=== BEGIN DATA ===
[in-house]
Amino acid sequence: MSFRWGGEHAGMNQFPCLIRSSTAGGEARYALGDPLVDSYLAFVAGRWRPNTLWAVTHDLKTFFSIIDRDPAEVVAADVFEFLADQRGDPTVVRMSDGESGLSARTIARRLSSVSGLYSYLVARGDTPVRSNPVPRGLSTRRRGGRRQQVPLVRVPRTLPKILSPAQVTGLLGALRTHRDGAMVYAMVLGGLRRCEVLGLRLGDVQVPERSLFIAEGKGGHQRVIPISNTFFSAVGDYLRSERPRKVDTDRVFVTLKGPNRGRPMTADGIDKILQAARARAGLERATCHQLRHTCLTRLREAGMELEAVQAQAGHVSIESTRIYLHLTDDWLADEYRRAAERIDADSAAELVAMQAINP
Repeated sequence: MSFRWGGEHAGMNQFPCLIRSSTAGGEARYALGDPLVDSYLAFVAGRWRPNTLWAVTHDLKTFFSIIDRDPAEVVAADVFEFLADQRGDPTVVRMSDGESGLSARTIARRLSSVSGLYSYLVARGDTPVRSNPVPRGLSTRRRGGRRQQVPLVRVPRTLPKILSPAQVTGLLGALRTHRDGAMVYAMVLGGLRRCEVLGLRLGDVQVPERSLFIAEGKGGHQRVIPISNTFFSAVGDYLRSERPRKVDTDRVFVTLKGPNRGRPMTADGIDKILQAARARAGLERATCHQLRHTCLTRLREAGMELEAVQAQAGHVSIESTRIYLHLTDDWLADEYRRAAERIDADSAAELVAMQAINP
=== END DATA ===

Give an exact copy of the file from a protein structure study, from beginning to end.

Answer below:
[in-house]
Amino acid sequence: MSFRWGGEHAGMNQFPCLIRSSTAGGEARYALGDPLVDSYLAFVAGRWRPNTLWAVTHDLKTFFSIIDRDPAEVVAADVFEFLADQRGDPTVVRMSDGESGLSARTIARRLSSVSGLYSYLVARGDTPVRSNPVPRGLSTRRRGGRRQQVPLVRVPRTLPKILSPAQVTGLLGALRTHRDGAMVYAMVLGGLRRCEVLGLRLGDVQVPERSLFIAEGKGGHQRVIPISNTFFSAVGDYLRSERPRKVDTDRVFVTLKGPNRGRPMTADGIDKILQAARARAGLERATCHQLRHTCLTRLREAGMELEAVQAQAGHVSIESTRIYLHLTDDWLADEYRRAAERIDADSAAELVAMQAINP
Repeated sequence: MSFRWGGEHAGMNQFPCLIRSSTAGGEARYALGDPLVDSYLAFVAGRWRPNTLWAVTHDLKTFFSIIDRDPAEVVAADVFEFLADQRGDPTVVRMSDGESGLSARTIARRLSSVSGLYSYLVARGDTPVRSNPVPRGLSTRRRGGRRQQVPLVRVPRTLPKILSPAQVTGLLGALRTHRDGAMVYAMVLGGLRRCEVLGLRLGDVQVPERSLFIAEGKGGHQRVIPISNTFFSAVGDYLRSERPRKVDTDRVFVTLKGPNRGRPMTADGIDKILQAARARAGLERATCHQLRHTCLTRLREAGMELEAVQAQAGHVSIESTRIYLHLTDDWLADEYRRAAERIDADSAAELVAMQAINP